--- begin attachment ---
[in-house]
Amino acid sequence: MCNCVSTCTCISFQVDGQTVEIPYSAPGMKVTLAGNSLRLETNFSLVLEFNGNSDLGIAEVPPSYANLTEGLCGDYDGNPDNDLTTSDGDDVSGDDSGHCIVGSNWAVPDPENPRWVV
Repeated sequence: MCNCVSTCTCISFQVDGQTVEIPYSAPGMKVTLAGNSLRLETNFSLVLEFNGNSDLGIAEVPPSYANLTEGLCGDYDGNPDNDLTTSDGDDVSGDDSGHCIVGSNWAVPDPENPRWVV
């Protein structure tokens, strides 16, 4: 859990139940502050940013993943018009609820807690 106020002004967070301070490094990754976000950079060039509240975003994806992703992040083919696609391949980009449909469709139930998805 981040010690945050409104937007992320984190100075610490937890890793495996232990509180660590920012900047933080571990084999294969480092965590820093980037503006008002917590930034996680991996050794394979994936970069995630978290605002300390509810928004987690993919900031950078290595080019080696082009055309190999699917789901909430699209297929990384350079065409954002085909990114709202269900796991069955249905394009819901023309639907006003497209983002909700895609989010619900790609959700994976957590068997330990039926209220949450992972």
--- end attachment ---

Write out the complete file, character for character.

[in-house]
Amino acid sequence: MCNCVSTCTCISFQVDGQTVEIPYSAPGMKVTLAGNSLRLETNFSLVLEFNGNSDLGIAEVPPSYANLTEGLCGDYDGNPDNDLTTSDGDDVSGDDSGHCIVGSNWAVPDPENPRWVV
Repeated sequence: MCNCVSTCTCISFQVDGQTVEIPYSAPGMKVTLAGNSLRLETNFSLVLEFNGNSDLGIAEVPPSYANLTEGLCGDYDGNPDNDLTTSDGDDVSGDDSGHCIVGSNWAVPDPENPRWVV
């Protein structure tokens, strides 16, 4: 859990139940502050940013993943018009609820807690 106020002004967070301070490094990754976000950079060039509240975003994806992703992040083919696609391949980009449909469709139930998805 981040010690945050409104937007992320984190100075610490937890890793495996232990509180660590920012900047933080571990084999294969480092965590820093980037503006008002917590930034996680991996050794394979994936970069995630978290605002300390509810928004987690993919900031950078290595080019080696082009055309190999699917789901909430699209297929990384350079065409954002085909990114709202269900796991069955249905394009819901023309639907006003497209983002909700895609989010619900790609959700994976957590068997330990039926209220949450992972």